The Asylum Act provides for the right to:
- A broad set of information on the asylum procedure and reception conditions in general;
- Information on key developments and decisions relating to the individual asylum file;
- Information on detention; and
- Specific information rights of unaccompanied children.
Furthermore, the law provides for a general right to interpretation “whenever necessary” during registration of the application and throughout the asylum procedure. This refers to the right to interpretation into a language that the asylum seeker understands or is reasonably expected to understand.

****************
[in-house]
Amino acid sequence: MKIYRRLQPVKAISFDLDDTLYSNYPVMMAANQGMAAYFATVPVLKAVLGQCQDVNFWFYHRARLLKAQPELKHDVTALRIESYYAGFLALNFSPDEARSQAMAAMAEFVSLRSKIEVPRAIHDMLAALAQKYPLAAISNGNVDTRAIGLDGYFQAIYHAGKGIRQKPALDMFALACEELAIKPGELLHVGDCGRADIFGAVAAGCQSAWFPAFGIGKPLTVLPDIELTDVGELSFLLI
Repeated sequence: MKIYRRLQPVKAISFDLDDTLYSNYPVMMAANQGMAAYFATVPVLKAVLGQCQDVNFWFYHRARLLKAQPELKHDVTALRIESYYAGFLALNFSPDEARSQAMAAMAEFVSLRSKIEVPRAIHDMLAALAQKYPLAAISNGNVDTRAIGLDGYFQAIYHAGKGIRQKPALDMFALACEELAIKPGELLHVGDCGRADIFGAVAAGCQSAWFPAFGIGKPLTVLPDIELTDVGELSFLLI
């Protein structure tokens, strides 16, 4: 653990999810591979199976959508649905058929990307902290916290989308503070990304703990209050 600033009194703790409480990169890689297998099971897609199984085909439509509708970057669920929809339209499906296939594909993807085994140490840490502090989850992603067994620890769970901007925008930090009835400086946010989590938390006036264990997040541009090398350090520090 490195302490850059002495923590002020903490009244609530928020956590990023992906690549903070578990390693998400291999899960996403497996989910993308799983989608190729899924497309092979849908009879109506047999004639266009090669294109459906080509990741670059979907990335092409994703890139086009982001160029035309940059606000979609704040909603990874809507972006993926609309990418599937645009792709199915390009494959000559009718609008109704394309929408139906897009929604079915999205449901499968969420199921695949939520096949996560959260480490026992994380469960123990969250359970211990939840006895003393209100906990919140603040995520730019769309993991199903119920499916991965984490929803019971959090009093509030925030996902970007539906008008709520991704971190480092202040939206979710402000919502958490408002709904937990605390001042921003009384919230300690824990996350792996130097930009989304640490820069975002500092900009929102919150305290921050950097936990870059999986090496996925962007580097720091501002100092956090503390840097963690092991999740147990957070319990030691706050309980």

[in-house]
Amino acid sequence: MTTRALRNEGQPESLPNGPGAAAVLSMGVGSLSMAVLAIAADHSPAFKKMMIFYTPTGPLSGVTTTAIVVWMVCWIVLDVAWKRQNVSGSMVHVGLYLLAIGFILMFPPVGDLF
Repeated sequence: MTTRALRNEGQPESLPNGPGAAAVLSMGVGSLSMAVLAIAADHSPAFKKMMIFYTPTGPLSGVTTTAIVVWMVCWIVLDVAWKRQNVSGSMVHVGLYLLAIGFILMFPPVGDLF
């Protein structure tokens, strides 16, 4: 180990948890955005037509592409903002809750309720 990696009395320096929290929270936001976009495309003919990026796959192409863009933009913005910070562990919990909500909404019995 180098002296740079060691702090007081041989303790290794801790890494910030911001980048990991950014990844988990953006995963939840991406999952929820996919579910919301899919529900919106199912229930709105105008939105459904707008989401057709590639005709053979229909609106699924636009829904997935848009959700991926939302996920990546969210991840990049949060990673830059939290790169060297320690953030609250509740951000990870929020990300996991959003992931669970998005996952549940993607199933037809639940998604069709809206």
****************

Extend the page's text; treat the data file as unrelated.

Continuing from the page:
In practice, while SEF generally complies with the obligation to inform asylum seekers of key developments, decisions and associated rights during asylum procedures, interpretation for that purpose is not systematically available and rarely includes an explanation of the grounds of the decision. The absence of translation has also been problematic in cases where SEF informs asylum seekers of developments in their applications by postal mail and e-mail, using letters written in Portuguese to which are attached documents such as accelerated procedures decisions, Dublin transfer decisions or proposals for a final decision in the regular procedure also in Portuguese. This problem mainly concerns asylum seekers residing in private accommodation. CPR has also received a few complaints from asylum seekers according to whom SEF did not provide for the interpretation of the document narrating the essential facts at the end of their personal interview. Asylum seekers thus sign a document which states that the content has been translated and agreed with them, although this is not always done in practice.